Sunshine Needed on Land Swap

Sunshine Needed on Land Swap

The news about the deal between the Alameda Unified School District (AUSD), the city of Alameda and the Alameda Housing Authority is getting some much needed attention. This deal, which has been reported to have been the subject of many closed sessions of the city council and school board, seems to be in need of some “sunshine” to get the facts out, to provide public input to the city council and school board as they give direction to staff and to preserve accessible public record of discussion, directions and decisions made by these governing bodies.

Funding the repairs and upgrades to the two public swim centers has been long awaited and it is good that the city and AUSD are working together to figure out a way to pay for facilities used by both AUSD students and a cross section of city residents. The transfer of approximately $4.6 million former redevelopment agency funding money intended for developing from the AUSD to the City of Alameda Housing Authority, despite some past hopes to provide some affordable housing for teachers, is understandable since the housing authority is in the business of providing housing and AUSD is not.

It is the land swap that really raises questions and fuels skepticism. The transfer of 6.37 acres of waterfront land from AUSD back to the city in exchange for $750,000 when compared to the reported $1.8 million bid by Tim Lewis Communities for the 3.988 acres of surplus federal property on the shoreline near Crab Cove looks out of balance.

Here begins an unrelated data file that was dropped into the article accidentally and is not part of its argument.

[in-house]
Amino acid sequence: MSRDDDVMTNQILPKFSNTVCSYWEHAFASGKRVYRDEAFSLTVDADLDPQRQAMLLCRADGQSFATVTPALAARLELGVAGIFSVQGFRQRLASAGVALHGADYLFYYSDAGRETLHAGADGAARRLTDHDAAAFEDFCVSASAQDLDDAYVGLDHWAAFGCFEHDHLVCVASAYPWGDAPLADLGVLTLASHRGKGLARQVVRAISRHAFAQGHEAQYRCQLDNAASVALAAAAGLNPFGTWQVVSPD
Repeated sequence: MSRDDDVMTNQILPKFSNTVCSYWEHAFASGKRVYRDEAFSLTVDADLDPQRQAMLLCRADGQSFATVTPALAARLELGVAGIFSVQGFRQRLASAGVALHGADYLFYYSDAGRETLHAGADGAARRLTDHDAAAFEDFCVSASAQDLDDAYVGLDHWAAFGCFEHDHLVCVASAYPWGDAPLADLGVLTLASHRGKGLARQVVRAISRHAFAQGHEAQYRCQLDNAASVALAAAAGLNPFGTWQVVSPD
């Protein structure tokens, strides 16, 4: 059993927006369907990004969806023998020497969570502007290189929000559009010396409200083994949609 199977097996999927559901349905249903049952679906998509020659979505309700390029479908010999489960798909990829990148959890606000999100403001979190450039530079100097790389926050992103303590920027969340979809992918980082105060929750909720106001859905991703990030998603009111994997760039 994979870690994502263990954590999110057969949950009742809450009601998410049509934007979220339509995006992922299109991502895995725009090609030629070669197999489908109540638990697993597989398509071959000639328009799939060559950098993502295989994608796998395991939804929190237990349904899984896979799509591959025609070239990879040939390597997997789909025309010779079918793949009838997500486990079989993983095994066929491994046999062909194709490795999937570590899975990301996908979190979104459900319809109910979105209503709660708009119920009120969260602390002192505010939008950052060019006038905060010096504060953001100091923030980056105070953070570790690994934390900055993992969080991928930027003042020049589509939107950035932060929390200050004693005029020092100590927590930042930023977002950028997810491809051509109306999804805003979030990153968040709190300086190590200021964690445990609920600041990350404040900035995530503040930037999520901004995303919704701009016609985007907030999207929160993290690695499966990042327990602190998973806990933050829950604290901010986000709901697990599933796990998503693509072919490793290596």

Then there is the transfer of 12 acres at Alameda Point from the city to AUSD and the housing authority’s interest in the former Island High School site. With no published appraisals of any of the parcels in these swaps and it is any wonder that there is a clamor for answers, answers that are necessary in understanding the flow of money that will pay for pools, housing and whatever else is associated with the land being swapped. Despite this, the city council and school board have a golden opportunity to provide the details of the deal to the public.

What is missing from the picture has likely been discussed at length in closed sessions. While discussions of land deals may be held in closed session, the law does not appear to require it. In this case the owners of the property in question are all public entities, it would be in the best interest of the public for the city council, school board, and housing authority board to conduct all sessions, especially those where they are briefed or are providing direction to staff in open meetings.

The public will be given the opportunity to question and comment and there will be a public record to the proceedings preserved and accessible to the public.

The benefit of opening all city council, housing authority board and school board discussions related to this land swap to the public far outweigh any risk to the deals between the city, the housing authority and AUSD.

Frank Matarrese is a former City Councilman.